Some people believe that the red cloth surrounding God and the angels is a depiction of the uterus, trailing a severed umbilical cord in the form of a green scarf. I am in the camp that says this is a depiction of the human brain. In either case, Michelangelo would have taken the secret to his grave. Desecrating a corpse was grounds for capital punishment in his day.

It is this glorious piece which bears the brunt of my latest mockery. Those of you who know me will understand when I say that I did not choose this image;. It chose me. When asked to submit something for the Zepf Alt Gallery's upcoming 'Poor Sports' show, I went through various stages of several ideas before settling upon the following:

The Creation of Fandom
(acrylic on wood, approx. 36" x 30")

I am amused by the foam finger, despite having been exposed to it thousands of times in my short life. It occupies the humor wing of my brain's museum, alongside such classics as the Whoopie Cushion, the rainbow wig, and the rubber chicken. Truth be told, I am nothing if not easily amused. 

I did not take a 'perfect copy' approach to this painting. You may notice that the angle of the scene has been tilted somewhat, creating the balance I needed. This is due to my desire to use the frame shown. Thankfully, it works. Most viewers, I am certain, will know God's arm is on the right and, logically, should be elevated above the arm of Carl, super-fan, whose foam covered paw is on the left. Much like the brain/uterus symbolism of the original, a 'hidden' nod to the human body is present in my rendition. I wonder if anyone will catch it?

June 25, 2012

Ouija: Behind the Planchard

Have you ever dicked around with a Ouija board? I did when I was about 10 years old. My grandparents had one in their game closet. My memory is incomplete regarding the incident. I do know it was the only time I ever took part in the strange process.

My step-sister, 2 years my senior, knew how to go about utilizing the 'talking board'. Although I have no recollection of the questions we asked, I do remember having my hands on the planchard, feeling it glide about from letter to letter, while feeling fairly certain that it was responding to my step-sis and not some unseen spirit.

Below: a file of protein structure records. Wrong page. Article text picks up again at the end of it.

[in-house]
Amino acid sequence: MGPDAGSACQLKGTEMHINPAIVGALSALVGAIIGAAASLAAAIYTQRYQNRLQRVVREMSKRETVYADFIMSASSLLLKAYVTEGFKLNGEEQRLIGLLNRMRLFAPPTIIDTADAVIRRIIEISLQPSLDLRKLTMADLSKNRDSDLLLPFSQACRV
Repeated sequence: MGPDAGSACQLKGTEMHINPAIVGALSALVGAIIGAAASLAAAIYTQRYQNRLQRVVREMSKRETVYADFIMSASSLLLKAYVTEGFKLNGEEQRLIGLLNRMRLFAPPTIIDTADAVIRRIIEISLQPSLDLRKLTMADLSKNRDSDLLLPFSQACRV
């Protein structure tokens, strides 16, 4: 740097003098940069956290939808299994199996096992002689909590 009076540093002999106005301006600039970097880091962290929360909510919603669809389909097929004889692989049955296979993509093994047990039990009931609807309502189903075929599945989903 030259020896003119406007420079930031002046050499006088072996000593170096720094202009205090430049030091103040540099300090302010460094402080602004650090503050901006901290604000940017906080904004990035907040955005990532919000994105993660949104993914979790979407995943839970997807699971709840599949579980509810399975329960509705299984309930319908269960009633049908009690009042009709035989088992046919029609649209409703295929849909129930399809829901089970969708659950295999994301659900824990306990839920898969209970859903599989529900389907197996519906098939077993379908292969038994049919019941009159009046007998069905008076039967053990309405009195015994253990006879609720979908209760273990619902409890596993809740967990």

Tonight, a quick search on the internet brought me to something I knew must exist: Ouija online. As a public service to my loyal readers (as well as a prelude to todays art offering) I share with you the engaging Q & A session between myself and the online Ouija:    

Who are you?
A   S...T...R...A...N...G...E...R
What is your name?
T...O...O   D...A...R...K
 Are you alone?
How many are with you?
(There were 9 'entities' total... enough for a baseball team!)

Do you all play baseball?
Which position do you play?
It looked as if the jokester was doing a spirit version of the old 'Abbot and Costello' bit. Ok, I thought, i can play along...

Who's on first?
Whoa. Hold on. That is not how the bit goes. Besides, that was creepy. I decided to inquire about one final thing. I had a question question for the board which had been a bee in my bonnet for far too long. This was my chance to put it to rest, once and for all. I wanted to know how to correctly pronounce 'Ouija'.

What gives with the A? Is it WEE-JEE or WEE-JUH... or...?
And that, my friends, is a true story.
Now, on to the art...

Approx. 3' x 2' x 1"
(click to biggenize it)

This little beauty is not particularly little. It came to me as a broken and weathered tabletop, abandoned in the apartment laundry/storage room by previous tenants. As with so many pieces, the idea was born the moment I saw the wood. If you wondering why it was made to look like a broken and charred Ouija board , you are not alone. I, too, can not figure out the basis for such an idea. I know only that I could visualize it completed and had to make it so.

The hand is foam, covered with hardcoat and paint. It was part of the 'treasure' I discovered in a film studio's dumpster. I created the planchard using a solid oak cabinet door, salvaged somewhere in my wanderings. It is actually two pieces, stacked, with a curved magnifying glass lens as a window. The hand is secured with adhesive, the planchard with screws.

It is not frail by any means. It is stout. To me, it looks and feels like the remnant of a large sign from a fortune-tellers business which had, apparently, met with some trouble. Perhaps it had been tossed asunder during a vicious hurricane. The charring on the edges could tell a different story. That of a scandalous palm reader who, having tricked one too many people out of their money, had been run out of town as her store was set ablaze.